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October 12, 2007 A Penton Media Publication Vol. V No. 19

310.4 Conductors in Parallel

What's Wrong Here?

Code Q&A

Code Quiz

EC&M Code Change Conferences

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    Top 50 NEC Rules

    310.4 Conductors in Parallel

    By Mike Holt
    Ungrounded and grounded neutral conductors sized 1/0 AWG and larger can be connected in parallel (i.e., electrically joined at both ends).

    When conductors are run in parallel, the current must be evenly distributed between the individual parallel conductors. This is accomplished by ensuring that all ungrounded and grounded neutral conductors within a parallel set are identical. Each conductor of a parallel set must:

    1. Be the same length.
    2. Be made of the same conductor material (copper/aluminum).
    3. Be the same size in circular mil area (minimum 1/0 AWG).
    4. Use the same insulation material (like THHN).
    5. Terminate in the same method (set screw versus compression).
    In addition, raceways or cables containing parallel conductors must have the same physical characteristics and the same number of conductors in each raceway or cable. Conductors for one phase (ungrounded conductor) or the grounded neutral conductor, aren't required to have the same physical characteristics as those of another phase or grounded neutral conductor to achieve balance.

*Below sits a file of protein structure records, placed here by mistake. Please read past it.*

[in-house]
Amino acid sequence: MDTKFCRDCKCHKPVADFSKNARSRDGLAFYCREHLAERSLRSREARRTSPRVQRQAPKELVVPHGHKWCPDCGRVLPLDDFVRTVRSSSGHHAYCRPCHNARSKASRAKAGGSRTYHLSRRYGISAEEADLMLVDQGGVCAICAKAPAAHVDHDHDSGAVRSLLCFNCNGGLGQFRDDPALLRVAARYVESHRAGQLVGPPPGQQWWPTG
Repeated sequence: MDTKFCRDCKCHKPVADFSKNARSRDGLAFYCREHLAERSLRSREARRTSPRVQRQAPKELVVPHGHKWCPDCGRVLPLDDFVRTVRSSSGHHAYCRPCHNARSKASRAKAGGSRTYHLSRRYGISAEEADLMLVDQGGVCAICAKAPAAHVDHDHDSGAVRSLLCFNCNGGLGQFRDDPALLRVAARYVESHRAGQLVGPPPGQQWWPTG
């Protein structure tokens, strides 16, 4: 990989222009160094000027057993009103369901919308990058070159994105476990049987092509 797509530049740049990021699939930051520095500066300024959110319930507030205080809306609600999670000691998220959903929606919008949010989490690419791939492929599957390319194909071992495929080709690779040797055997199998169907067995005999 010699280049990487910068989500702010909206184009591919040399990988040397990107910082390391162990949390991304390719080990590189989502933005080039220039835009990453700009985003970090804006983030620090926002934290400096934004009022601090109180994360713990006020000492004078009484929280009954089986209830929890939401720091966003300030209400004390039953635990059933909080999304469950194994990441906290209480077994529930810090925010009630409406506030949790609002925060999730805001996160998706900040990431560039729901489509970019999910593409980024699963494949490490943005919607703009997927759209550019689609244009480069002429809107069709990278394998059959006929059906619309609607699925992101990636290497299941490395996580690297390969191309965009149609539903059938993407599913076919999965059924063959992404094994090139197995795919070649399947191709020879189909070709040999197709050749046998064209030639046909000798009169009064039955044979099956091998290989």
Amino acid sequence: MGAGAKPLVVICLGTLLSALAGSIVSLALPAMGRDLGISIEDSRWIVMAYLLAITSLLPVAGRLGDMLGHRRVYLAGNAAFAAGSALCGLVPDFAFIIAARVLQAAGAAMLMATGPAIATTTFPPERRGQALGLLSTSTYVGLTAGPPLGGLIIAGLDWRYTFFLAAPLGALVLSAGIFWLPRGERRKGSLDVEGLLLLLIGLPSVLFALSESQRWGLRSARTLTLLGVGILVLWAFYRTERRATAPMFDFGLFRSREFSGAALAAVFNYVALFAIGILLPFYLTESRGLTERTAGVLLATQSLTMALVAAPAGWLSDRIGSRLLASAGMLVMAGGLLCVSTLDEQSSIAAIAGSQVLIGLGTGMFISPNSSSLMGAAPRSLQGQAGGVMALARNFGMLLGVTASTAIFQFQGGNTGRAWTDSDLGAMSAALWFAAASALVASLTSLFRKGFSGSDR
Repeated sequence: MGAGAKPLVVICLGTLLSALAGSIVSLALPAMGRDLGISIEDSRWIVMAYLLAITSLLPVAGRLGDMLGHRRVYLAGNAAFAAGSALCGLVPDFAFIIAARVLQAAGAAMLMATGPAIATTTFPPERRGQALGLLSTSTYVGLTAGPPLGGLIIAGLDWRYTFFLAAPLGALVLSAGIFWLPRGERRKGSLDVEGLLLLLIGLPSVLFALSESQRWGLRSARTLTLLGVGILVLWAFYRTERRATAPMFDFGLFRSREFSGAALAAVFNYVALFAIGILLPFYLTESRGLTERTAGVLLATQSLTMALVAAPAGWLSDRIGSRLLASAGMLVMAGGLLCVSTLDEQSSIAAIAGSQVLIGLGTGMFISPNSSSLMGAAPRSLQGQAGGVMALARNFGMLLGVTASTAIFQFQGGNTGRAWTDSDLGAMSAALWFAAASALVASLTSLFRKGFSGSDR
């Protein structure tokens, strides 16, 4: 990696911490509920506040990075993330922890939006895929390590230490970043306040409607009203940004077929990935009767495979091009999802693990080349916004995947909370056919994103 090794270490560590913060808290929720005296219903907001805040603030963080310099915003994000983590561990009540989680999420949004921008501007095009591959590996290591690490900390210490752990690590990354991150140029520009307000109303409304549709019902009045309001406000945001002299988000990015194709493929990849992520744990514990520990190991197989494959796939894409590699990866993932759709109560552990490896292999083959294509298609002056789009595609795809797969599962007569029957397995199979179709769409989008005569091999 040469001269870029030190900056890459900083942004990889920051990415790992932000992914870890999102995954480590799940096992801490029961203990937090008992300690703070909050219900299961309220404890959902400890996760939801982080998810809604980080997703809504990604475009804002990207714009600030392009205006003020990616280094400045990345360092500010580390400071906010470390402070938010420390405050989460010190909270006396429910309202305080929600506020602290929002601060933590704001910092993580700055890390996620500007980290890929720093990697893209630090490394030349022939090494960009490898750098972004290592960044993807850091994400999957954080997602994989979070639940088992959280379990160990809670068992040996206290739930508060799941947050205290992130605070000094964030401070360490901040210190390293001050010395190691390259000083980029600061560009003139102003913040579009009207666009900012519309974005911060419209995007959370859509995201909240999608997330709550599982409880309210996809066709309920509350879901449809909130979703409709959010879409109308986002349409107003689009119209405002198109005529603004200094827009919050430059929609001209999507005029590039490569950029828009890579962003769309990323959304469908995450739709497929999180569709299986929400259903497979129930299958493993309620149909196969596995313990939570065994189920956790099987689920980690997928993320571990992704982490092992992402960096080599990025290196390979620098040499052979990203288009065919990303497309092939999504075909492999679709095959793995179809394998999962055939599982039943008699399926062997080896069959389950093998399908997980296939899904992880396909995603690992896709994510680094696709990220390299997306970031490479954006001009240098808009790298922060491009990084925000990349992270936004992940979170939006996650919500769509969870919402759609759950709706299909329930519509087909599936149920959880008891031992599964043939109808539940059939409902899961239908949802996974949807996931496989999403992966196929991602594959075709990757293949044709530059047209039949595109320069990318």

The equipment grounding (bonding) conductors for circuits in parallel must be identical to each other in length, material, size, insulation, and termination. In addition, each raceway (where required) must have an equipment grounding (bonding) conductor sized in accordance with 250.122. The minimum 1/0 AWG rule of 310.4 doesn't apply to equipment grounding (bonding) conductors [250.122(F)(1)].

    When more than three current-carrying conductors are run together in a raceway longer than 24 inches, the ampacity adjustment factors of Table 310.15(B)(2)(a) must be applied. See 310.10 and 310.15 for details and examples.

    Editor's note: This information was extracted from Mike Holt's textbook, Understanding the National Electrical Code

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    Code Challenge
    What's Wrong Here?

    By Joe Tedesco

    Think you know how this installation violates the NEC? Visit EC&M's Web site to see the answer.

    Hint: Think Too-Tall Jones

    Code Q&A
    By Mike Holt
    Q. When are insulated bushings required on raceway terminations?

    Visit EC&M's Web site to see the answer.

    Code Quiz
    By Steven Owen
    Q. A cable tray system has been installed to support service entrance conductors. The service entrance conductors consist of six sets of three-conductor 500kcmil interlocked armored cables installed in parallel in a single layer in the tray. An additional feeder, consisting of three sets of parallel three-conductor 500kcmil interlocked armored cables, has been installed in a single layer in the same cable tray. The cable tray is wide open (i.e., no barriers or dividers). Is this installation NEC compliant?

    1. Yes, because all cables are interlocked armored cables.
    2. No, because conductors other than service entrance conductors are not permitted in the same cable tray with service entrance conductors, unless a solid fixed barrier of a material compatible with the cable tray is installed to separate the service entrance conductors from the other conductors.
    3. No, because interlocked armored cables are not permitted to be used as service entrance conductors.
    4. No, because cable trays cannot be used to support service entrance conductors.

    Visit EC&M's Web site for the answer and explanation.

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    For additional information on the dates and locations of these events, click here.

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